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The Veldt

4.22  ·  Rating Details ·  3,669 Ratings  ·  270 Reviews
The advanced technology of a house first pleases then increasingly terrifies its occupants.
Paperback, 45 pages
Published November 20th 1987 by Creative Education (first published September 23rd 1950)
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Tansie G. I think that Bradbury is emphasizing how technology can be dangerous. The children came to feel as though the house was their parent, and the parents…moreI think that Bradbury is emphasizing how technology can be dangerous. The children came to feel as though the house was their parent, and the parents began to feel useless and scared. He went for a similar theme/message in "The Pedestrian". (less)

Community Reviews

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Paquita Maria Sanchez
Jan 30, 2012 Paquita Maria Sanchez rated it really liked it
Shelves: literature
In 1950, with television becoming more and more integrated in daily life, Ray Bradbury's Sci-Fi paranoia gland started swelling up to epic proportions. After lancing the painful bubble that was his frustrations about easy entertainment and all manner of super-fast flashy new things that do seemingly everything for you, Bradbury bled out all his puss and blood on the page. That makes this story sound dark, and it is pretty dark in many ways, but it is also whimsical and humorous in its dealings w ...more
When you read a short story like this one, there's no mistaking the reasons Bradbury is regarded as a master storyteller. His stories are at their most powerful when he's writing of children, as here, and such as Dandelion Wine, or All Summer In a Day. He creates a sense of inevitability, even resignation. You can see the ending coming, you even know why it's coming, and which turn you took to get you there. Still it drags you along to the end, and the story lingers, long after you've read the l ...more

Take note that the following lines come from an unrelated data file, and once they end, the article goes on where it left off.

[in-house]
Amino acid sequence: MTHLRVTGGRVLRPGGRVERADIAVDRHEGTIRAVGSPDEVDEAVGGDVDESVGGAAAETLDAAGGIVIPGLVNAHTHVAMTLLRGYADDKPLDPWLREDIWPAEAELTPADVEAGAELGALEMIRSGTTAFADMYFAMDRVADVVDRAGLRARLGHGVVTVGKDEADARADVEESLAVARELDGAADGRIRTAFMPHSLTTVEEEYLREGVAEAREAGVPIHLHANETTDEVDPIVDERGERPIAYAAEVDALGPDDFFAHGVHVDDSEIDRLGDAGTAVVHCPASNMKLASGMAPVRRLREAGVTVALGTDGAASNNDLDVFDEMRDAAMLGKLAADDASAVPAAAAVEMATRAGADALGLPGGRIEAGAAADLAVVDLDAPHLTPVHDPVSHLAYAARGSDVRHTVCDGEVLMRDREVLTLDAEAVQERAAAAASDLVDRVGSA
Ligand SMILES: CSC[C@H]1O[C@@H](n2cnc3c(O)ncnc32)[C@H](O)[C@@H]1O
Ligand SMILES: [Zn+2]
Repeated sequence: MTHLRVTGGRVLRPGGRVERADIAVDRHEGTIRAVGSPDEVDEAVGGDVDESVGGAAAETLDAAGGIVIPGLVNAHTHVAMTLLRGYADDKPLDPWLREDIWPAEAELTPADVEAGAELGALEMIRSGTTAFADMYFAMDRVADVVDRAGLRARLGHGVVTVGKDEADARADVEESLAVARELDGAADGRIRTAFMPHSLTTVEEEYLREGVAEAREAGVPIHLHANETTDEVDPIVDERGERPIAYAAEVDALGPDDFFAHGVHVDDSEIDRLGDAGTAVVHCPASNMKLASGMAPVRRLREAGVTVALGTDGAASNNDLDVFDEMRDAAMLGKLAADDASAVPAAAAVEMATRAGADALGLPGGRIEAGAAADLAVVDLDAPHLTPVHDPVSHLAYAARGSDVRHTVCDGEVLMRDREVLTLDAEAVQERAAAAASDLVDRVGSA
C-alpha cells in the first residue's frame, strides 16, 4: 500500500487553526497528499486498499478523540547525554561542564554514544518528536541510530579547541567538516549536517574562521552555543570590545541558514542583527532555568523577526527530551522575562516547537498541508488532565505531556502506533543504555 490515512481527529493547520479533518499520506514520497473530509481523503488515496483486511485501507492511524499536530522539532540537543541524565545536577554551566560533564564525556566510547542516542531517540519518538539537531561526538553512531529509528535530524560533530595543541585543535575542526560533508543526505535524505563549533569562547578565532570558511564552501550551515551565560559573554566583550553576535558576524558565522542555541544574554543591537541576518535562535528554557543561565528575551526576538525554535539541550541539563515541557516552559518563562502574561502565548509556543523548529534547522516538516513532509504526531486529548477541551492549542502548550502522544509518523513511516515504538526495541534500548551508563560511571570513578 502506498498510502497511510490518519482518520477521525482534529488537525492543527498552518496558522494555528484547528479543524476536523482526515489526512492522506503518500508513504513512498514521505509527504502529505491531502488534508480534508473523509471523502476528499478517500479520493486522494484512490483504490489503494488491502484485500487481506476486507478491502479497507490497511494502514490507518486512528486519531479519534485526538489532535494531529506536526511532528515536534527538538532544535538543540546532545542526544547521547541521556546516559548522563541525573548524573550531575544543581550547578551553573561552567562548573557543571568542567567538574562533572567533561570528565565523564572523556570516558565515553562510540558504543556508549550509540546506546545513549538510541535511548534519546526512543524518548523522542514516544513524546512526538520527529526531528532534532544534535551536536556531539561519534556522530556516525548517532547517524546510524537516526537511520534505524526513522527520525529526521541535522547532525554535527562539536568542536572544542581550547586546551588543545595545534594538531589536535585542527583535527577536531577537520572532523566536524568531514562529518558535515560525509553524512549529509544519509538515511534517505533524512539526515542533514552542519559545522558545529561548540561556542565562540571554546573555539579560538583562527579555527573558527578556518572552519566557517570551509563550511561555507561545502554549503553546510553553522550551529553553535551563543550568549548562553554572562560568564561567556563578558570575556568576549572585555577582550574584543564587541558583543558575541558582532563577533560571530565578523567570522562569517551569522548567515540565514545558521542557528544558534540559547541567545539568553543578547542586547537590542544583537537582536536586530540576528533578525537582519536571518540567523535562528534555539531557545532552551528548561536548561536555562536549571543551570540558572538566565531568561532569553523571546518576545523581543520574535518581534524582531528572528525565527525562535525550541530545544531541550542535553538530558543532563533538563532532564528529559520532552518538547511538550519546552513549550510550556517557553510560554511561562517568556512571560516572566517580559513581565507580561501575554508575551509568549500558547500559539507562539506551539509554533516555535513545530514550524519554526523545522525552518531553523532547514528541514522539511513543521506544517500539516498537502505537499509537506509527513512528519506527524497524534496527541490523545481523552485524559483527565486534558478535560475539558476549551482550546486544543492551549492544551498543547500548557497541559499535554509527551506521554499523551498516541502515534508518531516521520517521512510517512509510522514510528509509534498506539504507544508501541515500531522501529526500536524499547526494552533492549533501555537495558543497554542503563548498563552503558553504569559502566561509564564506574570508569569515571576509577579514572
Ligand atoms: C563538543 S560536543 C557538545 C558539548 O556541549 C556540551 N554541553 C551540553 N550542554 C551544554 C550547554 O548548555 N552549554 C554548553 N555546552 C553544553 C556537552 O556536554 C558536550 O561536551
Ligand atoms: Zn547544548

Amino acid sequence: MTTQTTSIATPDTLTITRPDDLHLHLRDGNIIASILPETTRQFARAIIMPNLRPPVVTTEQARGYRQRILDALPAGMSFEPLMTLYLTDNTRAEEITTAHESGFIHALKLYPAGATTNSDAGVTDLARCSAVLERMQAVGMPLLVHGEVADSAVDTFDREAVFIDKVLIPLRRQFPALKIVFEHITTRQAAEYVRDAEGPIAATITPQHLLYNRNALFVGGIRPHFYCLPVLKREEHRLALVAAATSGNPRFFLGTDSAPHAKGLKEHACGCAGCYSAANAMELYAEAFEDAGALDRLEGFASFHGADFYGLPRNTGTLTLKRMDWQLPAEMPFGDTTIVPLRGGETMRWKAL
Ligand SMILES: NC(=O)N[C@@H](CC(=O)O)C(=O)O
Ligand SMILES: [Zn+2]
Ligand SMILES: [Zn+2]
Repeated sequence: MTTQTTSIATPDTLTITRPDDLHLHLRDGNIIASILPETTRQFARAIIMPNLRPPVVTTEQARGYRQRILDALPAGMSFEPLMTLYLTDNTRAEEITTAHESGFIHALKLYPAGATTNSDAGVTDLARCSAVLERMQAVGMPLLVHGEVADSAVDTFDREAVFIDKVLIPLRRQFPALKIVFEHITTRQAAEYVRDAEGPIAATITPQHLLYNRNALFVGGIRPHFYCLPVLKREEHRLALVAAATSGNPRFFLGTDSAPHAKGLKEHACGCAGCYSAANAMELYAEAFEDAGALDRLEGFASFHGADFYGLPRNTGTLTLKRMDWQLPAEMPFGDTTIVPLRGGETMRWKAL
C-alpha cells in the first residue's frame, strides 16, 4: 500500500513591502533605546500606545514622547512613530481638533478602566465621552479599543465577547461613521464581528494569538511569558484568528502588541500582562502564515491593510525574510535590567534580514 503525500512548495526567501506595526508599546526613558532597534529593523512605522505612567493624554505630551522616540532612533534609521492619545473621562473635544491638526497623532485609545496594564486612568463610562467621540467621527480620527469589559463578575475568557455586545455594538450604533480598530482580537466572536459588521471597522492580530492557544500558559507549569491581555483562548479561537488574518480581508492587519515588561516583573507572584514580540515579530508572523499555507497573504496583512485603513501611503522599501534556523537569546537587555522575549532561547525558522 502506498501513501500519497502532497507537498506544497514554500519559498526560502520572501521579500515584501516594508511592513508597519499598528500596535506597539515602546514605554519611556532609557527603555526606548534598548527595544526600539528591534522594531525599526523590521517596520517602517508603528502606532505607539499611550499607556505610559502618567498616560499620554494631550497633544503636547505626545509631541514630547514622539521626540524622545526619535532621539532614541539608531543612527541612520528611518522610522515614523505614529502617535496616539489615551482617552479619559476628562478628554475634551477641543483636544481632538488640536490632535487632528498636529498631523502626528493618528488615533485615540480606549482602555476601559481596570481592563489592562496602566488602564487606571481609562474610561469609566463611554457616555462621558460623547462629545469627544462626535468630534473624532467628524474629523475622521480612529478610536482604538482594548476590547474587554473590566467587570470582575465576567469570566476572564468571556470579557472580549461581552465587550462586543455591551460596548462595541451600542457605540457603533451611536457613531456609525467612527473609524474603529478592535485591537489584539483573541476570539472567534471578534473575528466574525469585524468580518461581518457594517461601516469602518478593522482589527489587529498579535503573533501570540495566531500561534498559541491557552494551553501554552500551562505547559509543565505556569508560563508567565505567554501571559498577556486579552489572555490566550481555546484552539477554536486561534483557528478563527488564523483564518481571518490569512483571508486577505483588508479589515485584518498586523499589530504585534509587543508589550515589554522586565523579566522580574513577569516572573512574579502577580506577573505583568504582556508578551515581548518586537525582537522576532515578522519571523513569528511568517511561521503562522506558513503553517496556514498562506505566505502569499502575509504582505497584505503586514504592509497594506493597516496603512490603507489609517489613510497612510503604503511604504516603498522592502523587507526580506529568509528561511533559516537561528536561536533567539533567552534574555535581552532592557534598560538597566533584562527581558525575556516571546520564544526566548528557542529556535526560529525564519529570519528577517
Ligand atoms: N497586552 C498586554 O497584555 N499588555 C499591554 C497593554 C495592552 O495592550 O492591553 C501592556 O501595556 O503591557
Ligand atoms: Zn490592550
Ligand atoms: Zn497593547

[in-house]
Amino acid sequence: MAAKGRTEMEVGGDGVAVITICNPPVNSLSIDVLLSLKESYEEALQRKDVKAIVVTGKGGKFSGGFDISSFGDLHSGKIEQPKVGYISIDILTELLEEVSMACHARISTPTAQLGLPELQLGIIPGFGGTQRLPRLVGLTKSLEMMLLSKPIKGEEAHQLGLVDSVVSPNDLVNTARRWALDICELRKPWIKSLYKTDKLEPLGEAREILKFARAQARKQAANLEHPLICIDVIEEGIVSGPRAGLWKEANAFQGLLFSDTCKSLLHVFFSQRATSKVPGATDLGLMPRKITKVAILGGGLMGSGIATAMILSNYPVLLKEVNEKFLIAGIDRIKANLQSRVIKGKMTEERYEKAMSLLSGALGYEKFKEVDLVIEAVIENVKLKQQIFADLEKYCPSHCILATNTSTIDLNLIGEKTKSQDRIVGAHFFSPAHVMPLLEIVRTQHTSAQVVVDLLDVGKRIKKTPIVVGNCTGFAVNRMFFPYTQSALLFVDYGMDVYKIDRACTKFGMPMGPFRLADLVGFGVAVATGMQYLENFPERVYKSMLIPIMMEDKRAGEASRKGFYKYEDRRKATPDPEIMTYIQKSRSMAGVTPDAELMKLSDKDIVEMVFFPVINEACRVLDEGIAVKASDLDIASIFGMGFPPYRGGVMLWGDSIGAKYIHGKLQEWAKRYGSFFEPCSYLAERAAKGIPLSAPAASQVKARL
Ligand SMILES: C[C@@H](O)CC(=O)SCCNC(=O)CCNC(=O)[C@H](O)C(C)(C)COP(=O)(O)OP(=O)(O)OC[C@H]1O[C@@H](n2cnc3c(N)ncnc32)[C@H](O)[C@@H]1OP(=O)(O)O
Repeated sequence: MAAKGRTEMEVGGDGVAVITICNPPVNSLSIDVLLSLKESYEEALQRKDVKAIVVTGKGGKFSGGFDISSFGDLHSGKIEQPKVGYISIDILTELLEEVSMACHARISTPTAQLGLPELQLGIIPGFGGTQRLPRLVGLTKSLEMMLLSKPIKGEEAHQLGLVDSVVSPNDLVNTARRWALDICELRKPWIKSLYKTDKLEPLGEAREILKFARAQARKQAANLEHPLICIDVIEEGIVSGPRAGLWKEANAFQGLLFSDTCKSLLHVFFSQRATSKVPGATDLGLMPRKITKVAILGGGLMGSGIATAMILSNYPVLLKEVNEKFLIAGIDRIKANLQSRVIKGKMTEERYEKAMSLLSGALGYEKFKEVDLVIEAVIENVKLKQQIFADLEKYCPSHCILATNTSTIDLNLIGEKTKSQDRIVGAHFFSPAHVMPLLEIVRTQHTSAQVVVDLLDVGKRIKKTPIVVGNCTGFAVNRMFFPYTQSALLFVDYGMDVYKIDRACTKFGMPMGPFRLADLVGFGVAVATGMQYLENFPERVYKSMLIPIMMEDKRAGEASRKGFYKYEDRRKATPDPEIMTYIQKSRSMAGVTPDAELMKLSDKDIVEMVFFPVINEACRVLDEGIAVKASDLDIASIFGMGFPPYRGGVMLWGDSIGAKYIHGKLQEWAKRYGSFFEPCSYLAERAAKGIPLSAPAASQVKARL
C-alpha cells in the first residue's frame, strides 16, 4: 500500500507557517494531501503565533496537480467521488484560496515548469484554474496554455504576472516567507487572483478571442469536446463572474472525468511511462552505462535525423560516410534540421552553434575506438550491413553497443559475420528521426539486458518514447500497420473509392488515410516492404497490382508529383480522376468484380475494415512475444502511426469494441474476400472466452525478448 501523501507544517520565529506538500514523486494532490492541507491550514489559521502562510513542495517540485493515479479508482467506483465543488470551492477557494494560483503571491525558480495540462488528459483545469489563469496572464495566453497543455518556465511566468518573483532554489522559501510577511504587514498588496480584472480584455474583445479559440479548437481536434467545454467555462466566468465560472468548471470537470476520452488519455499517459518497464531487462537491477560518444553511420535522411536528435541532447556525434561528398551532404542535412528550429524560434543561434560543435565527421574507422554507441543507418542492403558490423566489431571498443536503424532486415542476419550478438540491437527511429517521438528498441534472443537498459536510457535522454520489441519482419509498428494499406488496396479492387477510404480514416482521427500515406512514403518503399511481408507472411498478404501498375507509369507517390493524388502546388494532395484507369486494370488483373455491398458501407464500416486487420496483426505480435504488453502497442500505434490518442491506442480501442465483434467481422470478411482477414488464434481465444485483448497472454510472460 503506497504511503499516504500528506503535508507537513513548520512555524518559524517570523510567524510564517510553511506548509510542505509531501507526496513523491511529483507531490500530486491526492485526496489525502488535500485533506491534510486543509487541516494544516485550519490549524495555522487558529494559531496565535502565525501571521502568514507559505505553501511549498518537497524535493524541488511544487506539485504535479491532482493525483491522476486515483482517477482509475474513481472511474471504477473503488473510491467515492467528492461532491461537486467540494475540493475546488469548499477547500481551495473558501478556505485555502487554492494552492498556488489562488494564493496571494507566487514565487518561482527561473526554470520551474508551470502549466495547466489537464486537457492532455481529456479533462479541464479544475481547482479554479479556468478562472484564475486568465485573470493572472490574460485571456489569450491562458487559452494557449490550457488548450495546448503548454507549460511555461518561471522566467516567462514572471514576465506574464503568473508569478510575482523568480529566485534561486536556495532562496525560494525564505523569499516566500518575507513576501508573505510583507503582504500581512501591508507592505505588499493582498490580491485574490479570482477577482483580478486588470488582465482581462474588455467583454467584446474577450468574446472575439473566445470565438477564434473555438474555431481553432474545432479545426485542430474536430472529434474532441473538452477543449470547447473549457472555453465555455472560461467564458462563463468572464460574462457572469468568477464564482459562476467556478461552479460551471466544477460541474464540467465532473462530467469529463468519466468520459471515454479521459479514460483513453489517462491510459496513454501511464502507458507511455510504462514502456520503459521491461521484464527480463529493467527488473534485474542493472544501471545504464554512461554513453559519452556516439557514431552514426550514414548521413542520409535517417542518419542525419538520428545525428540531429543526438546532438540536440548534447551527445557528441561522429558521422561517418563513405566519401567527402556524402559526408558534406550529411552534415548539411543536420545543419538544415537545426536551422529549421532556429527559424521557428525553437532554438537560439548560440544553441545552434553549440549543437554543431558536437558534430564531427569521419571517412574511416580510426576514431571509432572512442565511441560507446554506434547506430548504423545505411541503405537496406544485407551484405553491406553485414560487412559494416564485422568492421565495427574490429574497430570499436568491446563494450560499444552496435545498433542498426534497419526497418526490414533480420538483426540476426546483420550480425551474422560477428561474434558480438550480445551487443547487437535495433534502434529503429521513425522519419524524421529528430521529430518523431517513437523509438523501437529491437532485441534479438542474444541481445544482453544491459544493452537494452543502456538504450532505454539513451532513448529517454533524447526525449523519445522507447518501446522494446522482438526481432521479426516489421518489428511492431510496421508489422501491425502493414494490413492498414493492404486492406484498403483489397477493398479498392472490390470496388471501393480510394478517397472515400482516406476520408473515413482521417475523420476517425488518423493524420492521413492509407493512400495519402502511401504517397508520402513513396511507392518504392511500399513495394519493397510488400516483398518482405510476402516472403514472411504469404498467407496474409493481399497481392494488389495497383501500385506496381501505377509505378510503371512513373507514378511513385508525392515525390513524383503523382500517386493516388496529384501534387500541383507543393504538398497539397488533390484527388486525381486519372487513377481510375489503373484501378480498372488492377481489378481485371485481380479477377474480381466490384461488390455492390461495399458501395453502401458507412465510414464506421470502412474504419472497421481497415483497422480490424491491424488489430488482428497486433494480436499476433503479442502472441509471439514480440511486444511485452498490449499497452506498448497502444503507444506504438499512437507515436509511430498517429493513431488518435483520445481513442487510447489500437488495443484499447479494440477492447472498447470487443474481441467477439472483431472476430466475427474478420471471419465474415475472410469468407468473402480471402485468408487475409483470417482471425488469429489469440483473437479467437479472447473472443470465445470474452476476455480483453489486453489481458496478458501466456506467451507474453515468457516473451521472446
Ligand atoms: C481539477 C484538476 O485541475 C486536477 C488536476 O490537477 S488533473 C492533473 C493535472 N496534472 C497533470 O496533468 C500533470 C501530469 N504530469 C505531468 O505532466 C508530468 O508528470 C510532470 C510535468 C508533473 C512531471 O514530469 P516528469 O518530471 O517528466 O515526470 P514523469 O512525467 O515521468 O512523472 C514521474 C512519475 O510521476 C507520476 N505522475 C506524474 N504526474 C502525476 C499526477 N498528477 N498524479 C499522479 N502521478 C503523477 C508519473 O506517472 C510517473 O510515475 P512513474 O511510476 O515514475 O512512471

4.0 stars. A superb short story from Ray Bradbury and one that is quite a bit "darker" than much of his short fiction. It originally appeared in the Saturday Evening Post in 1950 under the title, "The World the Children Made" and was than included in the anthology

The story is dark, cynical look at the dangers of allowing technology (like TV) raise our children. In the story, two parents install a machine called the “Happylife Home”(think early computer with A.I.) that allows the house to be run
Oct 17, 2015 Steph rated it really liked it
I'm in the middle of reading a long book and wanted a break with something Halloween S and creepy and this was short and disturbing. I really like it and think after this book I'm reading I will turn to a couple of really good scary books because that was creepy and it is the season for being disturbd
May 09, 2016 Radwa rated it really liked it
Shelves: e-books
A futuristic horror story, with a futuristic house that literally does everything for its residents, from tying their shoes to rocking them in their sleep. The house comes with a special (psychological?) room called the "nursery," which manifests anyone's thoughts. It's used as a way to analyze the psychology of the children.

If you think of fairies, the room will give you fairies, and if you think of killing lions, there'll be killing lions. A big con for me was how "preachy" the story seemed, b
Marts  (Thinker)
Oct 08, 2016 Marts (Thinker) rated it it was amazing
Shelves: 2016-reads
And if you yearn for an exceptionally strange tale...
Feb 28, 2017 Thomreads rated it really liked it  ·  review of another edition
I had to read this book for my english class and I really enjoyed it!